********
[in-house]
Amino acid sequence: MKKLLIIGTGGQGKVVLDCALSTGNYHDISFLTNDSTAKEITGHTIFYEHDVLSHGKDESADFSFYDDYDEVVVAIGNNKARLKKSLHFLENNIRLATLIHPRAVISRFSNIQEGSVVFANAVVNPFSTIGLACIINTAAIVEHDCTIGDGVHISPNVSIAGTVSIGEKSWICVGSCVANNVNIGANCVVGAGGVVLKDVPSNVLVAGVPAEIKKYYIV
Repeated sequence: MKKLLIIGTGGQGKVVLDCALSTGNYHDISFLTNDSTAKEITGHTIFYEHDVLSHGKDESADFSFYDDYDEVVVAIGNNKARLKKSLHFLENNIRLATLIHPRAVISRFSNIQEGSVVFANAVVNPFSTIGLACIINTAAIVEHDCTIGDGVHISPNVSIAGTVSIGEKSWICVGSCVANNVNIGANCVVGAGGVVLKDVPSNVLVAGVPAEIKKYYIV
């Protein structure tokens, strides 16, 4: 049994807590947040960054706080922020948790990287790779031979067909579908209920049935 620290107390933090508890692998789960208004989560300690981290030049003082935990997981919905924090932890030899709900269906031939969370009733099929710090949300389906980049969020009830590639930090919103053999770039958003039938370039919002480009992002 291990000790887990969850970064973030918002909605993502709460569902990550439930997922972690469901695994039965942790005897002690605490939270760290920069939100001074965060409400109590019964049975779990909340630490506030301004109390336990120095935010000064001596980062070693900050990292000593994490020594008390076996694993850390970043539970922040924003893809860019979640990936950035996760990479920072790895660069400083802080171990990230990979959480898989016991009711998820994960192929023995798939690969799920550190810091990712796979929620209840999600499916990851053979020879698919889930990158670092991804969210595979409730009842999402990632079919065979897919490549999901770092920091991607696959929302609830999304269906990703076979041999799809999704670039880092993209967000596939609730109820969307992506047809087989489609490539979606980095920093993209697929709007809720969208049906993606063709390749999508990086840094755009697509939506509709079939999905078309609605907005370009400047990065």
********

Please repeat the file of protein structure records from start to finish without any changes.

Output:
[in-house]
Amino acid sequence: MKKLLIIGTGGQGKVVLDCALSTGNYHDISFLTNDSTAKEITGHTIFYEHDVLSHGKDESADFSFYDDYDEVVVAIGNNKARLKKSLHFLENNIRLATLIHPRAVISRFSNIQEGSVVFANAVVNPFSTIGLACIINTAAIVEHDCTIGDGVHISPNVSIAGTVSIGEKSWICVGSCVANNVNIGANCVVGAGGVVLKDVPSNVLVAGVPAEIKKYYIV
Repeated sequence: MKKLLIIGTGGQGKVVLDCALSTGNYHDISFLTNDSTAKEITGHTIFYEHDVLSHGKDESADFSFYDDYDEVVVAIGNNKARLKKSLHFLENNIRLATLIHPRAVISRFSNIQEGSVVFANAVVNPFSTIGLACIINTAAIVEHDCTIGDGVHISPNVSIAGTVSIGEKSWICVGSCVANNVNIGANCVVGAGGVVLKDVPSNVLVAGVPAEIKKYYIV
């Protein structure tokens, strides 16, 4: 049994807590947040960054706080922020948790990287790779031979067909579908209920049935 620290107390933090508890692998789960208004989560300690981290030049003082935990997981919905924090932890030899709900269906031939969370009733099929710090949300389906980049969020009830590639930090919103053999770039958003039938370039919002480009992002 291990000790887990969850970064973030918002909605993502709460569902990550439930997922972690469901695994039965942790005897002690605490939270760290920069939100001074965060409400109590019964049975779990909340630490506030301004109390336990120095935010000064001596980062070693900050990292000593994490020594008390076996694993850390970043539970922040924003893809860019979640990936950035996760990479920072790895660069400083802080171990990230990979959480898989016991009711998820994960192929023995798939690969799920550190810091990712796979929620209840999600499916990851053979020879698919889930990158670092991804969210595979409730009842999402990632079919065979897919490549999901770092920091991607696959929302609830999304269906990703076979041999799809999704670039880092993209967000596939609730109820969307992506047809087989489609490539979606980095920093993209697929709007809720969208049906993606063709390749999508990086840094755009697509939506509709079939999905078309609605907005370009400047990065």